Data_Sheet_2_Marketing Products With Wildlife: How to Make It Benefit Conservation.docx (52.69 kB)
Download file

Data_Sheet_2_Marketing Products With Wildlife: How to Make It Benefit Conservation.docx

Download (52.69 kB)
dataset
posted on 25.06.2021, 08:43 authored by Alexander Braczkowski, James R. Allan, Kendall R. Jones, Meganne Natali, Duan Biggs, Martine Maron

A key obstacle to wildlife conservation is a scarcity of funding. A recent paper [Courchamp, F., Jaric, I., Albert, C., Meinard, Y., Ripple, W. J., and Chapron, G. (2018). The paradoxical extinction of the most charismatic animals. PLoS Biol. 16:e2003997. doi: 10.1371/journal.pbio.2003997] illustrates how for-profit businesses' widespread use of threatened wildlife imagery could create complacency in the public about their conservation. A wildlife imagery royalty, whereby businesses that use threatened wildlife in their marketing pay a small percentage of their sales to the conservation of those species could be revolutionary for conservation funding. However, businesses are not currently compelled to support the protection of the species espoused in their products. We build upon the arguments presented by recent publications [Good, C., Burnham, D., and Macdonald, D. W. (2017). A cultural conscience for conservation. Animals 7:52. doi: 10.3390/ani7070052; Courchamp, F., Jaric, I., Albert, C., Meinard, Y., Ripple, W. J., and Chapron, G. (2018). The paradoxical extinction of the most charismatic animals. PLoS Biol. 16:e2003997. doi: 10.1371/journal.pbio.2003997] to explore limitations and a number of key pathways that may help bring a wildlife imagery royalty to fruition.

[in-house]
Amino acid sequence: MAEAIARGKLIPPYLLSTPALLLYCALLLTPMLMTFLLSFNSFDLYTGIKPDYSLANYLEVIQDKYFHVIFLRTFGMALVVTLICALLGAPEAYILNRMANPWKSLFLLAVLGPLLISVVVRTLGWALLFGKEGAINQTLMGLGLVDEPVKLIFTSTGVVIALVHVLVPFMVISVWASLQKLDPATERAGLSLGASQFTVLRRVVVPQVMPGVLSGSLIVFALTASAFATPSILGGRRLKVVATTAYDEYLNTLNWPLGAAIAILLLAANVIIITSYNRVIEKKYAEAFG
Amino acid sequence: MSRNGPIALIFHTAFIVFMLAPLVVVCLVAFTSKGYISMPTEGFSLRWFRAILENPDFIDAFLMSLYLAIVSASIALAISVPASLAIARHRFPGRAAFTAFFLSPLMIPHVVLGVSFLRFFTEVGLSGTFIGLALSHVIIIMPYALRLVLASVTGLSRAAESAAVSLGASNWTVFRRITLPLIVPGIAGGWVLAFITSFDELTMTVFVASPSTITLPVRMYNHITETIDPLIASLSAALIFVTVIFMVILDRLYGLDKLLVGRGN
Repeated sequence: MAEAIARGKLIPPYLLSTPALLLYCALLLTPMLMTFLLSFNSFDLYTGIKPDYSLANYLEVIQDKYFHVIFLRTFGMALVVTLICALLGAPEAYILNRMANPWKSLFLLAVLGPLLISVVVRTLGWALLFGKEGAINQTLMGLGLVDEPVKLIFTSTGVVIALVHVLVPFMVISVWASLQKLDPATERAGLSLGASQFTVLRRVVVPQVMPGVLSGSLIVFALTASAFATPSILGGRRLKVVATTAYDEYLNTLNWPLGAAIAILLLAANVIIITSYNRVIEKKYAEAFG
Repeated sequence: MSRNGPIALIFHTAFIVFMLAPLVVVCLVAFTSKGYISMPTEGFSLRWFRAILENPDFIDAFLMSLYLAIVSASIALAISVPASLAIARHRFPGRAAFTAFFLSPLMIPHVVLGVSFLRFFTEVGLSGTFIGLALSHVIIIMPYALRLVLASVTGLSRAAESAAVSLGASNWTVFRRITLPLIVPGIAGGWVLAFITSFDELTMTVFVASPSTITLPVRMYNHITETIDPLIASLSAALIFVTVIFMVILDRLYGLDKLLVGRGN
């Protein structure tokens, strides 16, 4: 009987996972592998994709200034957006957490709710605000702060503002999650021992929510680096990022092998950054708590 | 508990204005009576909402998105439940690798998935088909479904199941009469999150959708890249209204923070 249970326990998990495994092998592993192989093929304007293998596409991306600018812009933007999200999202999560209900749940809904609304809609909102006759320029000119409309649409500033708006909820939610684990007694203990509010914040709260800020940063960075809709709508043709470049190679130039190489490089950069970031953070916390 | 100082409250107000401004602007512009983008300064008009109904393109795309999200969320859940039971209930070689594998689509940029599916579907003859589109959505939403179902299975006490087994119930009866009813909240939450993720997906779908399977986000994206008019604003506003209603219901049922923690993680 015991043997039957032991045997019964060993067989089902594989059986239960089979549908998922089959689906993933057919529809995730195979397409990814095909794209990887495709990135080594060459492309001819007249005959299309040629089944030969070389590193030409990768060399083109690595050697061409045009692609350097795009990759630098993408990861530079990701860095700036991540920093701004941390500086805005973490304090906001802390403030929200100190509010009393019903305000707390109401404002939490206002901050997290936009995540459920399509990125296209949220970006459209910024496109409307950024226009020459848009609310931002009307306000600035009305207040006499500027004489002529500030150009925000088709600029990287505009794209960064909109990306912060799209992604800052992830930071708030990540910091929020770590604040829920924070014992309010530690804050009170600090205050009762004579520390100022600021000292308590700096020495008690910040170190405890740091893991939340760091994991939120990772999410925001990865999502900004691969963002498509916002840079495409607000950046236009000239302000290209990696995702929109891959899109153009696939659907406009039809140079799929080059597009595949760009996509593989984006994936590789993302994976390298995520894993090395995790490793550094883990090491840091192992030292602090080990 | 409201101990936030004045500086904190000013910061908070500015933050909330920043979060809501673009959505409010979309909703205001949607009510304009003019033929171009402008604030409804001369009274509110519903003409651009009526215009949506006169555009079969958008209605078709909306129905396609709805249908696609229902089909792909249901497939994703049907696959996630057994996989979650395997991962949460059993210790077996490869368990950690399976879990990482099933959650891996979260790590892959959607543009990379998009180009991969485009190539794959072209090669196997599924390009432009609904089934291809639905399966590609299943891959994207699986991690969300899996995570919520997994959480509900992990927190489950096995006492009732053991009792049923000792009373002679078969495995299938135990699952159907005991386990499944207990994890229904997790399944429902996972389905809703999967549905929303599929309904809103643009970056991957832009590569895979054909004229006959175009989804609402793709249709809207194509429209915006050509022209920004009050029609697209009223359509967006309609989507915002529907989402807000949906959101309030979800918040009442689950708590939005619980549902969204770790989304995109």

History

References